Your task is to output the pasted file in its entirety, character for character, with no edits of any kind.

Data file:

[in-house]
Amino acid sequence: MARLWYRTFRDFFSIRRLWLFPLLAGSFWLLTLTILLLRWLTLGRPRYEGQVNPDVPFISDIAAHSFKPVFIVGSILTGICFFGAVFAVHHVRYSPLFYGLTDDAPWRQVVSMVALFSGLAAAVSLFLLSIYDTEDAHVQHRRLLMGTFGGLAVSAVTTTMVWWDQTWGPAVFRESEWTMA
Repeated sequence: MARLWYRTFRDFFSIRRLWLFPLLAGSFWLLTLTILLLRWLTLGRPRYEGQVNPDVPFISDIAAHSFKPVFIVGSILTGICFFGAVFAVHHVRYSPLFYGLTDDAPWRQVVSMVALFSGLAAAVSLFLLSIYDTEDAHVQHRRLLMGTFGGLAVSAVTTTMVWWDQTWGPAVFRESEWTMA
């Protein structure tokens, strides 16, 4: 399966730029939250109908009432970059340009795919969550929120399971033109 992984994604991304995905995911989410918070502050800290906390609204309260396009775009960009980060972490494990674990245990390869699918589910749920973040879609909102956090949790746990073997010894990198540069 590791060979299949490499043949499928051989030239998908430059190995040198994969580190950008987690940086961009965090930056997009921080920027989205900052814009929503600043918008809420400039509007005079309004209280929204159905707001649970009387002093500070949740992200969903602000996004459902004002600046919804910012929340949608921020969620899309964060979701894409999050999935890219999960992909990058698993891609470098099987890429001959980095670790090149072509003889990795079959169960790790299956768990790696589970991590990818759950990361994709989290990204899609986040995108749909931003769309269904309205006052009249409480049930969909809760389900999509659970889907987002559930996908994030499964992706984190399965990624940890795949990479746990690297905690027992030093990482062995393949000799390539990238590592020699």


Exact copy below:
[in-house]
Amino acid sequence: MARLWYRTFRDFFSIRRLWLFPLLAGSFWLLTLTILLLRWLTLGRPRYEGQVNPDVPFISDIAAHSFKPVFIVGSILTGICFFGAVFAVHHVRYSPLFYGLTDDAPWRQVVSMVALFSGLAAAVSLFLLSIYDTEDAHVQHRRLLMGTFGGLAVSAVTTTMVWWDQTWGPAVFRESEWTMA
Repeated sequence: MARLWYRTFRDFFSIRRLWLFPLLAGSFWLLTLTILLLRWLTLGRPRYEGQVNPDVPFISDIAAHSFKPVFIVGSILTGICFFGAVFAVHHVRYSPLFYGLTDDAPWRQVVSMVALFSGLAAAVSLFLLSIYDTEDAHVQHRRLLMGTFGGLAVSAVTTTMVWWDQTWGPAVFRESEWTMA
């Protein structure tokens, strides 16, 4: 399966730029939250109908009432970059340009795919969550929120399971033109 992984994604991304995905995911989410918070502050800290906390609204309260396009775009960009980060972490494990674990245990390869699918589910749920973040879609909102956090949790746990073997010894990198540069 590791060979299949490499043949499928051989030239998908430059190995040198994969580190950008987690940086961009965090930056997009921080920027989205900052814009929503600043918008809420400039509007005079309004209280929204159905707001649970009387002093500070949740992200969903602000996004459902004002600046919804910012929340949608921020969620899309964060979701894409999050999935890219999960992909990058698993891609470098099987890429001959980095670790090149072509003889990795079959169960790790299956768990790696589970991590990818759950990361994709989290990204899609986040995108749909931003769309269904309205006052009249409480049930969909809760389900999509659970889907987002559930996908994030499964992706984190399965990624940890795949990479746990690297905690027992030093990482062995393949000799390539990238590592020699």